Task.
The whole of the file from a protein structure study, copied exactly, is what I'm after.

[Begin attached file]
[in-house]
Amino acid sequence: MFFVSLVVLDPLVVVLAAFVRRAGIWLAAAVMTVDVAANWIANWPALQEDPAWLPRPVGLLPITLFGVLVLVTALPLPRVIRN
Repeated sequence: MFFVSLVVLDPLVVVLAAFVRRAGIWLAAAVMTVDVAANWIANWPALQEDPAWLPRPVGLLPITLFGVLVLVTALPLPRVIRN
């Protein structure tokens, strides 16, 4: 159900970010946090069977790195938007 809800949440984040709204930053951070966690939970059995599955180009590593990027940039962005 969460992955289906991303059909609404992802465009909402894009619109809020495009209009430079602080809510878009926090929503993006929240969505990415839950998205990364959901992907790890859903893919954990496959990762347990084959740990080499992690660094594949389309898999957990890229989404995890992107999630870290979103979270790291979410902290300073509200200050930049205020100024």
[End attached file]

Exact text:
[in-house]
Amino acid sequence: MFFVSLVVLDPLVVVLAAFVRRAGIWLAAAVMTVDVAANWIANWPALQEDPAWLPRPVGLLPITLFGVLVLVTALPLPRVIRN
Repeated sequence: MFFVSLVVLDPLVVVLAAFVRRAGIWLAAAVMTVDVAANWIANWPALQEDPAWLPRPVGLLPITLFGVLVLVTALPLPRVIRN
């Protein structure tokens, strides 16, 4: 159900970010946090069977790195938007 809800949440984040709204930053951070966690939970059995599955180009590593990027940039962005 969460992955289906991303059909609404992802465009909402894009619109809020495009209009430079602080809510878009926090929503993006929240969505990415839950998205990364959901992907790890859903893919954990496959990762347990084959740990080499992690660094594949389309898999957990890229989404995890992107999630870290979103979270790291979410902290300073509200200050930049205020100024």